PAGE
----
July 4, 1950 marked the first “experimental” broadcast of RFE's Czechoslovak Service and the first broadcast of any RFE Service. On this day it was announced that RFE would start broadcasting regularly from July 14, 1950. This notification was anonymous and informative. According to historian Prokop Tomek, it was an organizational announcement in Czech and Slovak in the name of the National Committee for Free Europe. Then on July 15 (it might have been on July 14, but the monitor did not catch it) Petr Zenkl greeted listeners in the name of the Council for Free Czechoslovakia.
On May 1, 1951, respected Czech journalist and first RFE Czechoslovak Service Director Ferdinand Peroutka formally opened broadcasting. The first broadcasts were pre-recorded in New York, then shipped to Europe, but by May 1951, RFE used its first studios in its Munich headquarters.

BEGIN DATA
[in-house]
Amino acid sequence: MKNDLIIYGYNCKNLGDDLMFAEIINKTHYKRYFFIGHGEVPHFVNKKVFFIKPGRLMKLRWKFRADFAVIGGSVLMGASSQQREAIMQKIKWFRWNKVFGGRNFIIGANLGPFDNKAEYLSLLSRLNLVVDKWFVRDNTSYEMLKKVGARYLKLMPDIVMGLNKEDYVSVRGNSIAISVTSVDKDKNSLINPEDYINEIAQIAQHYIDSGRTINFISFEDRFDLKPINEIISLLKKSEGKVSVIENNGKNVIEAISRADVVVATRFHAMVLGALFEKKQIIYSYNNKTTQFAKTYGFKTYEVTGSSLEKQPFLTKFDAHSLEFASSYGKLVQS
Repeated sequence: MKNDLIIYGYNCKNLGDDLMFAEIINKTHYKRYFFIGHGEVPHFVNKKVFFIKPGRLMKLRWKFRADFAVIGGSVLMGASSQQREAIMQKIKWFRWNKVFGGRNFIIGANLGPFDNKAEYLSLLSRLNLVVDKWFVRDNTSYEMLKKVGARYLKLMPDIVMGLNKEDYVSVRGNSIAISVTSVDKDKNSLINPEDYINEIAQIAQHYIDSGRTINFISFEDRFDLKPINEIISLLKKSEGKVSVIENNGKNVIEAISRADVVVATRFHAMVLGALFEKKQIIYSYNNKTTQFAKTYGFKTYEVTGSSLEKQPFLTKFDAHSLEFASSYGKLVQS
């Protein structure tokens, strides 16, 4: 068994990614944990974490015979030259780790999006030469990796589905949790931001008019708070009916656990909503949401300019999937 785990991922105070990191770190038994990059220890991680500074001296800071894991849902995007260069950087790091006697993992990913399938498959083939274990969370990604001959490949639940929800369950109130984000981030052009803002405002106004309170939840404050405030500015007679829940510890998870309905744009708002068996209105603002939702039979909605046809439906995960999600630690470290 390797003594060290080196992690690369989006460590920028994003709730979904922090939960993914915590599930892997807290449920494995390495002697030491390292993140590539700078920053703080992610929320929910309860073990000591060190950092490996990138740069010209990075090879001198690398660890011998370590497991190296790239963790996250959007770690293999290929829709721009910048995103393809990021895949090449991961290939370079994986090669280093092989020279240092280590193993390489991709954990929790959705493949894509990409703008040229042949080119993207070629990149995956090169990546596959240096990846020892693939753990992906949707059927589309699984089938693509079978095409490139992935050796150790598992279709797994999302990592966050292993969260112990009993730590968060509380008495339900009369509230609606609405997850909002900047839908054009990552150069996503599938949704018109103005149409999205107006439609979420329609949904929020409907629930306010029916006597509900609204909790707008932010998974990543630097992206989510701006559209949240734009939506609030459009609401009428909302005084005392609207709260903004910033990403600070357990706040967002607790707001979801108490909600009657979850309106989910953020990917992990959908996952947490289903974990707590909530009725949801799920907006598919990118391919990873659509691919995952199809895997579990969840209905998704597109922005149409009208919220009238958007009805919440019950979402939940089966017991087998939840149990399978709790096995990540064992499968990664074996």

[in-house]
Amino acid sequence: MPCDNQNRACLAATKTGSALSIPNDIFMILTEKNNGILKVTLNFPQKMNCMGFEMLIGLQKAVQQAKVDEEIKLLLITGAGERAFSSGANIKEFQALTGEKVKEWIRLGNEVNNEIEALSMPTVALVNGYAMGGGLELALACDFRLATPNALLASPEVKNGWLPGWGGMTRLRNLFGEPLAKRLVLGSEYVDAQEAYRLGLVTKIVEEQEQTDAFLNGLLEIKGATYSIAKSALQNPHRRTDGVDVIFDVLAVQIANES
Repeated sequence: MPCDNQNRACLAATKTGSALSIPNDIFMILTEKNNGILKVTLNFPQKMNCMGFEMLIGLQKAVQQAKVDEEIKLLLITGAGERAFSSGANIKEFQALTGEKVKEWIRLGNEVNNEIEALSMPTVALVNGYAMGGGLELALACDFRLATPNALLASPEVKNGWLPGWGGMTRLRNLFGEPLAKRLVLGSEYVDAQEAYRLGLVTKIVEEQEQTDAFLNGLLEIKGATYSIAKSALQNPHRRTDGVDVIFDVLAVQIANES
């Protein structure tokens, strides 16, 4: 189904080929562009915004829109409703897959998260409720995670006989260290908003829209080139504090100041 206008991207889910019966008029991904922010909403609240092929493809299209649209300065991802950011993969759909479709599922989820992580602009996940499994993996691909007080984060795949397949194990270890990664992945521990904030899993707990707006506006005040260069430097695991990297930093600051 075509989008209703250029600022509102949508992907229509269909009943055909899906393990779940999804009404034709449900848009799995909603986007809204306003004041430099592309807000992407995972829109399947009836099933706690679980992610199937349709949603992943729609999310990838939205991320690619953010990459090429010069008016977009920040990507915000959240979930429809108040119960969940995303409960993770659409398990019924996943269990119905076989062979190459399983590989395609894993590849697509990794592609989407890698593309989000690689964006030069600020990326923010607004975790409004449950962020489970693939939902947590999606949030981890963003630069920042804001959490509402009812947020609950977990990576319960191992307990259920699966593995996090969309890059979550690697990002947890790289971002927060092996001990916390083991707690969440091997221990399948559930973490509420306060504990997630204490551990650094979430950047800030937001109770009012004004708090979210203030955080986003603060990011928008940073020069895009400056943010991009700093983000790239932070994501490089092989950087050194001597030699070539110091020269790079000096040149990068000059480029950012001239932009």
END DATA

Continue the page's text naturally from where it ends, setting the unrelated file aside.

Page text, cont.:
RFE's Polish Service broadcasts occurred from Munich on May 3, 1952, with the Service's founding director Jan Nowak-Jeziorański giving the inaugural address. On the importance of the service, in his memoirs Nowak-Jeziorański has written, “In the darkest years of Stalinism, the Security Office’s omnipotence, repressions, distortion of history and secrecy, Radio Free Europe gave Poles a sense that someone, somewhere, knows the truth and speaks the truth; that the crimes of the regime will be named and the perpetrators―punished.” His audience included Pope John Paul II, who once told Nowak-Jeziorański that he used to listen to him as he shaved every morning. Listen to the clip of the inaugural broadcast below.